Kalb Report Highlights NPR Sound

Kalb Report: How NPR Got Its Unique Sound

The spirit of Edward R. Murrow flowed through the National Press Club ballroom in Washington, D.C., in mid-December as journalist/scholar Marvin Kalb interviewed five icons of National Public Radio about how NPR news developed and where it is heading. The event was the latest in the award-winning Kalb Report series coproduced by University of Maryland University College.

In “The Sound of News: An Evening with NPR,” veteran public radio correspondents Scott Simon, Nina Totenberg, Susan Stamberg, Mara Liasson, and Steve Inskeep described how Murrow’s radio reports from London during World War II set the standard for the NPR sound.

Kalb, who was the last CBS News correspondent hired by Murrow, played a clip from one of Murrow’s reports delivered during a Blitzkrieg attack. The report came alive with the sounds of air raid sirens and the footsteps of Londoners descending into air raid shelters.

Kalb said Murrow’s advice to broadcast colleagues was to “describe things in terms that made sense to a truck driver without insulting the intelligence of a professor.” And though no specific instructions like that were shared when NPR first hit the airwaves decades later in 1971, Murrow’s influence was definitely felt, said Nina Totenberg.

“If there was an example, it probably was Murrow. The idea that the best pictures are painted in the mind . . . Murrow did that,” she added, referencing the Blitzkrieg clip.

Totenberg said she heard Edward R. Murrow. “I was a really little girl,” she said, “but I remember his voice. My thought (as a young radio reporter) was I have to tell a story that will be understood by everybody and be compelling and that will make people laugh and cry and be enraged and be happy and sad.”

Mara Liasson said the Murrow-report clip made the hairs on the back of her neck stand up, “because this is what we still do. We walk into a situation. We describe it. We’re thinking about sounds . . . . It is exactly the same. There is no difference. The craft is the same.”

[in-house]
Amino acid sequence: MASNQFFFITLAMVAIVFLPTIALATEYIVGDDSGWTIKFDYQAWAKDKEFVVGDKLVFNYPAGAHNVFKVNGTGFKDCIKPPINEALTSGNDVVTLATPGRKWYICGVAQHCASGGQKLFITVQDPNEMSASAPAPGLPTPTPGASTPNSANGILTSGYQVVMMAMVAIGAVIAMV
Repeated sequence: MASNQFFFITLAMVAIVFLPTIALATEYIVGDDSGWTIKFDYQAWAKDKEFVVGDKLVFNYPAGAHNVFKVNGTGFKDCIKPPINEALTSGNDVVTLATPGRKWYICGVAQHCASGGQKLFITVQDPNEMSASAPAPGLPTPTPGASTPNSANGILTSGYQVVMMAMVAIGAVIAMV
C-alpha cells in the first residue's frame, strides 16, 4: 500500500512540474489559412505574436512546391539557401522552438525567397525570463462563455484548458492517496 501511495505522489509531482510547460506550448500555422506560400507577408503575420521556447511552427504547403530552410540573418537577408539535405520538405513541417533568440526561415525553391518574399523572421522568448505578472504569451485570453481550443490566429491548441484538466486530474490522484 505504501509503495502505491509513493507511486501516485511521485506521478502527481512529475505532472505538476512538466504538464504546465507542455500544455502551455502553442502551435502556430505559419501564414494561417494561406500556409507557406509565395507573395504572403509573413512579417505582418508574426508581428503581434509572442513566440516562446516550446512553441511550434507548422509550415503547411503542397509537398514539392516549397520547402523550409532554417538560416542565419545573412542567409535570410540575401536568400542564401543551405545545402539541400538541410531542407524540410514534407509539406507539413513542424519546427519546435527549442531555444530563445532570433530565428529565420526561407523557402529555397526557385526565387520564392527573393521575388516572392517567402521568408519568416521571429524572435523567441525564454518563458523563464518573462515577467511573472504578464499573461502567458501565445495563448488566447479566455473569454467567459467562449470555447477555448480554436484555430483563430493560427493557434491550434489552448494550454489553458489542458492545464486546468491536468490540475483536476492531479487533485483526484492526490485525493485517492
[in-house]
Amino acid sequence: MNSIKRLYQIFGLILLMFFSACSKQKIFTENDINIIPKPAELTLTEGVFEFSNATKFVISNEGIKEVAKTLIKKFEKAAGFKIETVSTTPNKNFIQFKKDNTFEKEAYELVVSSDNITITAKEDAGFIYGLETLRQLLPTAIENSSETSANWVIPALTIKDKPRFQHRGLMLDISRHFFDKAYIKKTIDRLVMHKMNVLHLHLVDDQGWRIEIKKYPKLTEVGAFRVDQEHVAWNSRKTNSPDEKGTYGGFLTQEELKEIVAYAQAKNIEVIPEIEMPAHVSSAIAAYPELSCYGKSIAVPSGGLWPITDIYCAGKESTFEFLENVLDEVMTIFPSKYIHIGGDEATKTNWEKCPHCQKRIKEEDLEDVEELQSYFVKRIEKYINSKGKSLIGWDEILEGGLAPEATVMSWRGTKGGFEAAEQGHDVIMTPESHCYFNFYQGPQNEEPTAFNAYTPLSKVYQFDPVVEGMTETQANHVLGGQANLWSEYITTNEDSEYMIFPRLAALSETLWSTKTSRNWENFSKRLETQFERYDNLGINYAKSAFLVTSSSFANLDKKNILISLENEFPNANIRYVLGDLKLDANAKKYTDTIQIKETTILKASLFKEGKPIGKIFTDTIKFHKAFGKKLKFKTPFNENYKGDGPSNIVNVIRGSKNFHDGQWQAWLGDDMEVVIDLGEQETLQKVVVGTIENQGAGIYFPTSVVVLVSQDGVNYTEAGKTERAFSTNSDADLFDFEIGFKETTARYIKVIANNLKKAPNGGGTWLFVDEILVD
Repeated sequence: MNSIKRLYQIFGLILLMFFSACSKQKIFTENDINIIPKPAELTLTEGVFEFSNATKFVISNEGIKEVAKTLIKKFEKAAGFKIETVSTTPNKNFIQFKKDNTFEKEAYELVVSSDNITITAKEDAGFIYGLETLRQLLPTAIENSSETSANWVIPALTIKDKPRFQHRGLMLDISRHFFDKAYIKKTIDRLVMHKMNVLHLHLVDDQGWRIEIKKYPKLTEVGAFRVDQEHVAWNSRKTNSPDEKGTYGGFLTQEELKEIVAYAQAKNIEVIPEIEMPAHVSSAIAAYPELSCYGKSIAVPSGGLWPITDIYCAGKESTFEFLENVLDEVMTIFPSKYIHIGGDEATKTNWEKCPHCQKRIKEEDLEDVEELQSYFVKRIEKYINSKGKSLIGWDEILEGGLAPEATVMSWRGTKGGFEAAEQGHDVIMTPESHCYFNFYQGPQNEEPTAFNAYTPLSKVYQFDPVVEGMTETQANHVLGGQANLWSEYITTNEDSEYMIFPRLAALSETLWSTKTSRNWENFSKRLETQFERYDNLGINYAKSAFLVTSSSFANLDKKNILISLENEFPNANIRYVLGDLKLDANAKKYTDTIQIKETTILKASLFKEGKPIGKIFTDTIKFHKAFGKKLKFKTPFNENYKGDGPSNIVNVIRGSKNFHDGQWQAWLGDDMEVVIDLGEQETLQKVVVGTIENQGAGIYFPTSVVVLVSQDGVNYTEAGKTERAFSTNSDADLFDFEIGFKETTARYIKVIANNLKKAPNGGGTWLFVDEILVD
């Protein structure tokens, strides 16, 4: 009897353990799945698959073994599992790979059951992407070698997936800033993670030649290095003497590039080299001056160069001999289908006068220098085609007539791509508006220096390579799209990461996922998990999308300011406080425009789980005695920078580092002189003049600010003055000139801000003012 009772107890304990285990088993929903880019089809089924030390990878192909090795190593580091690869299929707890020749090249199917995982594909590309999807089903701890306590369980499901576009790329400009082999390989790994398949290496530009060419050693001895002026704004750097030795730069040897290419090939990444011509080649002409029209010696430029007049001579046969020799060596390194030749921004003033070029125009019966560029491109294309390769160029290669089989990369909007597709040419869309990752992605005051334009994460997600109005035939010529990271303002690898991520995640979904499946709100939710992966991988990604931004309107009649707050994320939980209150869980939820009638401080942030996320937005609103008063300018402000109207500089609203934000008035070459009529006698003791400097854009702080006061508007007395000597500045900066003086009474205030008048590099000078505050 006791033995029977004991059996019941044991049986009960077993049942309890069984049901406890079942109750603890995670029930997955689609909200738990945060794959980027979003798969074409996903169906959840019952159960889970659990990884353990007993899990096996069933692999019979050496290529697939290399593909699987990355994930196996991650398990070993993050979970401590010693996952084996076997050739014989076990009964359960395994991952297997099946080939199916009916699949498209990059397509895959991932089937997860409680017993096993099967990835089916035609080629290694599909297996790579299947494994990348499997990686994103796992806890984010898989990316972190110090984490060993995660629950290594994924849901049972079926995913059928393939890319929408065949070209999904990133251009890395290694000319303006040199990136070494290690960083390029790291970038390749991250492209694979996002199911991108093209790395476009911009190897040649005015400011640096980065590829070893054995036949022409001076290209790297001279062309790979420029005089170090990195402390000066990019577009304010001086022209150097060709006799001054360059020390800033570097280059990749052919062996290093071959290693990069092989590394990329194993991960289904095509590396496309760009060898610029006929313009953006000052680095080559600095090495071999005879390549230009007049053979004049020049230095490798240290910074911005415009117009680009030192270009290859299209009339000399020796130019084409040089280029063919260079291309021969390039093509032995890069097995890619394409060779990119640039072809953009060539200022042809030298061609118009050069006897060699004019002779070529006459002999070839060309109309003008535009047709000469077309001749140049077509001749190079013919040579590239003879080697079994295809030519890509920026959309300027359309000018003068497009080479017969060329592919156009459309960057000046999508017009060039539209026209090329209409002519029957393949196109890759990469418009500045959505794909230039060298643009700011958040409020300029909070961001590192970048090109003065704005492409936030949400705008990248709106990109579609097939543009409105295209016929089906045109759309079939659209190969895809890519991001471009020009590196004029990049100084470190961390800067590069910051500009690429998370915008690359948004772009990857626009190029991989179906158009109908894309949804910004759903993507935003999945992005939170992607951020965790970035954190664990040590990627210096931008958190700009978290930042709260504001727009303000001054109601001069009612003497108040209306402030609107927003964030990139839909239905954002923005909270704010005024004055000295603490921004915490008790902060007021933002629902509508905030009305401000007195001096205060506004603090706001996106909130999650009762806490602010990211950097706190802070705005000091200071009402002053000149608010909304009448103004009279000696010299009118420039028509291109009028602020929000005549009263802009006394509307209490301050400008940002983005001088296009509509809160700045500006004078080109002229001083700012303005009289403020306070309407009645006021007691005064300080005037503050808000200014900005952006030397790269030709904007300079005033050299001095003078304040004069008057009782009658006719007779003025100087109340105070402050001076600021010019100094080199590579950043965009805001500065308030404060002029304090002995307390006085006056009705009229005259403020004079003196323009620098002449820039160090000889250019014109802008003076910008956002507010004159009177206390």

Susan Stamberg said the first NPR reporters were advised not to copy the stylized voices of most commercial newscasters, but rather be yourself. “Those were the most magic words I heard. We want to sound like we are talking over the back fence to our neighbors.”

Steve Inskeep said listening is a big part of the NPR style. “We are actually paying attention to the people we are interviewing,” he said. “You hear the stories of people. You hear the accents and the uniqueness in the way they tell a story. It’s amazing the way people are unconsciously creative in language, in the way they tell a story.”

Scott Simon described how NPR reporters are using social media to get their stories out to a wider audience.

“If you have a following on Twitter, if you have a following on Facebook or Instagram, you can post what you do piece by piece, or you can post excerpts,” he said. “You can use it as an effective, no-cost form of advertising. The social media platform has become a source of distribution for us. That enlarges the audience because this is the way people are listening and reading. People may not listen to the local public radio station, but they will listen to eight or nine NPR stories a day because they get them on Facebook and Twitter.”

But Liasson cautioned that while technological innovations have a place in reporting and disseminating news, they cannot replace good journalism.

“NPR is trying to be as creative on every platform as we can, but the bottom line is content and what we’re putting on there,” she said. “If you don’t have compelling stories and really good, hard-hitting news, you are not going to get anyone to listen to you on any platform.”

About The Kalb Report

Along with University of Maryland University College, The Kalb Report is produced jointly by the National Press Club’s Journalism Institute, George Washington University’s School of Media and Public Affairs, Harvard University’s Shorenstein Center, and the Philip Merrill College of Journalism at the University of Maryland. It is underwritten by a grant from the Ethics and Excellence in Journalism Foundation.